Euro/dollar was trading up 0.1% at 1.1792 EUR=EBS.

The British pound also rose 0.1%, to $1.2991 GBP=D3, with hopes that a Brexit deal can be reached pushing the currency towards $1.30.

The dollar was 0.1% weaker versus the Japanese yen at 105.65 JPY=EBS.

U.S. House Speaker Nancy Pelosi and Treasury Secretary Steven Mnuchin spoke by phone for about an hour on Monday on coronavirus economic relief and were preparing to talk again on Tuesday, continuing their recent flurry of activity working towards a deal on legislation.

White House Chief of Staff Mark Meadows said there was still potential for an agreement among lawmakers in Washington on more economic relief,

LONDON (Reuters) – Sterling fell against the euro on Monday, although losses were limited as most analysts said they expect Britain and the European Union to soon conclude a Brexit deal.

FILE PHOTO: Queen Elizabeth II is seen with printed medical masks on the Pound banknotes in this illustration taken, March 31, 2020. REUTERS/Dado Ruvic/Illustration

Versus the broadly weaker U.S. dollar, the pound rose.

British Prime Minister Boris Johnson and the head of the EU’s executive, Ursula von der Leyen, agreed in a phone call on Saturday to step up Brexit talks to close “significant gaps” barring a new trade partnership.

Both sides said they have made some progress but not achieved yielded a breakthrough.

The EU must show “more realism” if it wants to bridge differences with Britain on fisheries, a spokesman for Johnson said on Monday.

Johnson does not want the Brexit transition to end without a new trade deal in place, he said on Sunday, but he believes Britain could live with such an outcome.

“While we have frequently cautioned that the more uncertain global backdrop has made it harder to express views on the Brexit process in the currency this year, we are encouraged by the pound’s increasingly idiosyncratic price action as the negotiation deadlines draw near,” Goldman Sachs analysts wrote in a note to clients.

Goldman Sachs saw the pound strengthening to 87 pence against the euro and said “investors with a stronger conviction that risk conditions will improve into year-end should consider expressing the view in cable (sterling/dollar) to also benefit from likely dollar depreciation.”

The derivatives market showed that traders have bought more protection against future pound volatility. The cost for one-month options — which encompass the timing of a possible Brexit deal — in sterling/dollar are around their highest level in the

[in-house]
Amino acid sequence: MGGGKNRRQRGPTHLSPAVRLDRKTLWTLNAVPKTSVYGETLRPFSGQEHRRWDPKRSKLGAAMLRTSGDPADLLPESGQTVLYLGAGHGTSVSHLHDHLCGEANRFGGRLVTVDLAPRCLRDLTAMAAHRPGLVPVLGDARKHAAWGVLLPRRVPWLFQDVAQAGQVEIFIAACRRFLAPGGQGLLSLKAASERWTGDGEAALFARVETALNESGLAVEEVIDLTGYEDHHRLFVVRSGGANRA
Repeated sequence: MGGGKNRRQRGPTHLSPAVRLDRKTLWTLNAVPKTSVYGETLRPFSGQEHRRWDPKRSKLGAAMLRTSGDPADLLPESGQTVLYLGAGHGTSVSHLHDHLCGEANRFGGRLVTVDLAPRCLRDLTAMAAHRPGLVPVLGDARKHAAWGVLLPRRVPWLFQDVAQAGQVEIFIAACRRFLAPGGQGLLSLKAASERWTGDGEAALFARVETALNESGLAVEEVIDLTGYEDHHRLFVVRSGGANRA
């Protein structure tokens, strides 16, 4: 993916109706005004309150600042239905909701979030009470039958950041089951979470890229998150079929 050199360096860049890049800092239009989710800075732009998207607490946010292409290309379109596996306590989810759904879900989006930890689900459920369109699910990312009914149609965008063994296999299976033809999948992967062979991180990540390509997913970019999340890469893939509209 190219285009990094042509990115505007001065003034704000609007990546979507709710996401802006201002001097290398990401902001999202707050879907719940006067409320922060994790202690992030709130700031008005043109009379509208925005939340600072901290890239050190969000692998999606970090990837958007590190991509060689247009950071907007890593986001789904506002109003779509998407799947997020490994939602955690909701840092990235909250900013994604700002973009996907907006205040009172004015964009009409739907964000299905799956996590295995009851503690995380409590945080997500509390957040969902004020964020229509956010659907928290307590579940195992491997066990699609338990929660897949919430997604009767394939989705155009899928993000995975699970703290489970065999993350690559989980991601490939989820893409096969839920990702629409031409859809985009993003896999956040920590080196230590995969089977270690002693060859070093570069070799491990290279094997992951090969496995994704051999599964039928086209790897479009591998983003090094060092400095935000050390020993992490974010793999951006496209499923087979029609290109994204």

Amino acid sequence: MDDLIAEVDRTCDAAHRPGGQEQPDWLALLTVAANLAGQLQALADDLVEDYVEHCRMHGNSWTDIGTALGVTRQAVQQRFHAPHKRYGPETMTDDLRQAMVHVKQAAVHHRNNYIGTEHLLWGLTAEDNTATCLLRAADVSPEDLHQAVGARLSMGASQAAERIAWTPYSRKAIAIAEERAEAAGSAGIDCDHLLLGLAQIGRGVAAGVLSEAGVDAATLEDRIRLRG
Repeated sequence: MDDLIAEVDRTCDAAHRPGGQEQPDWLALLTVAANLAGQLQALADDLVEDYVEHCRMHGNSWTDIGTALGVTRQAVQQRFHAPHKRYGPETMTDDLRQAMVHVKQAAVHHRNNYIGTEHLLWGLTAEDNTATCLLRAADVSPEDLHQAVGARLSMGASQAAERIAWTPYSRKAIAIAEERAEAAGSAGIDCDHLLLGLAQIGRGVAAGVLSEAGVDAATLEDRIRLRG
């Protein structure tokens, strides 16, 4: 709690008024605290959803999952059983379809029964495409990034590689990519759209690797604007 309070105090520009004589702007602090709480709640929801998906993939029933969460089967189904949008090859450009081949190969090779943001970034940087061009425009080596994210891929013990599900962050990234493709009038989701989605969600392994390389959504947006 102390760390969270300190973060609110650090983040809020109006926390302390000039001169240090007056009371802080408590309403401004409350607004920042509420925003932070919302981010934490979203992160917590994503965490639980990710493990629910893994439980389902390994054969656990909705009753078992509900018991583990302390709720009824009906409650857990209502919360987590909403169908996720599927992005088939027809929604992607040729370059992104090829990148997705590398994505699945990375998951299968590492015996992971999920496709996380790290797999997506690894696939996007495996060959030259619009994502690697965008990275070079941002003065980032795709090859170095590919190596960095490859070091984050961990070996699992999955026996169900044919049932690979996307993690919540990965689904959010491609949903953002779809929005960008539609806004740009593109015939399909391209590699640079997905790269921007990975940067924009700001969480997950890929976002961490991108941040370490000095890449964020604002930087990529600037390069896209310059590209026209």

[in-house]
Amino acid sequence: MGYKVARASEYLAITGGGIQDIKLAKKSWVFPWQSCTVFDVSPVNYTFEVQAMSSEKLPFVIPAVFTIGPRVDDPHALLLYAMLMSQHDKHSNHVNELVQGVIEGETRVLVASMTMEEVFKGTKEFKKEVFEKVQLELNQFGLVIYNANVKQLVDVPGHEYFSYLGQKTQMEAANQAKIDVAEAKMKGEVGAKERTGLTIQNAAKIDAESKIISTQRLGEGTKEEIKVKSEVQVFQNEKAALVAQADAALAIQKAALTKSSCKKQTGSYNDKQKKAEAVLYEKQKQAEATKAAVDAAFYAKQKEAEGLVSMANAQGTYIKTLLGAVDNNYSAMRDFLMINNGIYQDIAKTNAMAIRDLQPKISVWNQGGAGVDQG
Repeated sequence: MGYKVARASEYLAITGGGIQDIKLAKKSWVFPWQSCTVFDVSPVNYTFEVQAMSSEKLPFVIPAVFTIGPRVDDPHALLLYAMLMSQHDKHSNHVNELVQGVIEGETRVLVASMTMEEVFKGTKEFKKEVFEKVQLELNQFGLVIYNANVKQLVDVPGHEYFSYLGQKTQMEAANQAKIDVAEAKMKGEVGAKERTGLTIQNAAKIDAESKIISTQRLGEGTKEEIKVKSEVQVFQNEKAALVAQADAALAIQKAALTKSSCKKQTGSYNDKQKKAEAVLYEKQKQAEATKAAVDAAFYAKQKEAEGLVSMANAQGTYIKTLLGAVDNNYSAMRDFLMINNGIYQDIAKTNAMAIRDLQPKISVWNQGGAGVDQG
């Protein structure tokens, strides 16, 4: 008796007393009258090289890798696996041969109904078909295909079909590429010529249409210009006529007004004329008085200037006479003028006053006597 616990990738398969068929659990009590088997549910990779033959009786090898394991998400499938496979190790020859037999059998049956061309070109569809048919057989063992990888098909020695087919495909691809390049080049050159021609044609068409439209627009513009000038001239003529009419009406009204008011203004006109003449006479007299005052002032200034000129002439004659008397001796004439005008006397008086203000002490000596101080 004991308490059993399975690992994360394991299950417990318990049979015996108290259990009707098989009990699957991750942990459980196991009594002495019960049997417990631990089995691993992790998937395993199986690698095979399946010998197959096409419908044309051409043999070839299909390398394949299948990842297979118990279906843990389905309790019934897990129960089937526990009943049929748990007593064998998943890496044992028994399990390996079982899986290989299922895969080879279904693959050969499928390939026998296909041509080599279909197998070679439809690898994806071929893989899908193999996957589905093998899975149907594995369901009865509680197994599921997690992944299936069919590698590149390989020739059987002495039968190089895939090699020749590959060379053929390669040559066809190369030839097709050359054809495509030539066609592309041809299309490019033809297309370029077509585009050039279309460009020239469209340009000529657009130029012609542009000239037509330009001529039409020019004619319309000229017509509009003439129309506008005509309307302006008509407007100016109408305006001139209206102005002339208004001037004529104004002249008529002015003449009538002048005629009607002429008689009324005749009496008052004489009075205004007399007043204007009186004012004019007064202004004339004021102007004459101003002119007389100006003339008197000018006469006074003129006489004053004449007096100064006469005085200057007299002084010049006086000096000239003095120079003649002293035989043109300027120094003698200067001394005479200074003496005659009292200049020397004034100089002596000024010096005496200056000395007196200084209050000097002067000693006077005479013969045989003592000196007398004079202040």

traders new york stock exchange


  • Recent financial market returns point to investors shifting cash to safe havens and growing more concerned about a slowing economic recovery, Jason Draho, head of asset allocation in the Americas for UBS, said Monday.
  • After the September tech-stock correction ended, investors lifted long-dated Treasurys, the US dollar, and large-cap growth stocks. Cyclical assets including gold, small-caps, and high-yield bonds sank.
  • The shifts “are consistent with investors seeking (relatively) safe assets as concerns rise about moderating growth and inflation disappointment,” Draho said.
  • Market participants can expect high growth uncertainty to “delay a sustained rotation towards more economically-sensitive assets,” Draho added.
  • Visit the Business Insider homepage for more stories.

September brought heightened stock market volatility and a mass rotation out of tech giants, but the most recent week of returns signals a new concern gripping investors.

Returns across the stock, bond, currency, and commodity markets point to increasing risks to economic growth and inflation, Jason Draho, head of asset allocation in the Americas at UBS, said in a Monday note. Last week saw investors pivot back to long-dated Treasurys, the US dollar, and large-cap growth stocks.

More cyclical assets such as small-cap stocks, emerging market equities, gold, and high-yield bonds all tumbled over the period. Inflation expectations fell and 10-year real rates climbed slightly, reflecting a more bearish outlook toward price growth.

The returns data can easily drive “spurious conclusions,” but the shifts “are consistent with investors seeking (relatively) safe assets as concerns rise about moderating growth and inflation disappointment,” Draho wrote.

Read more: BANK OF AMERICA: Buy these 11 stocks to profit as e-commerce and robotics revolutionize their businesses and keep them growing faster than peers

Those investors aren’t without cause for concern. While some facets of the economy have roared back to their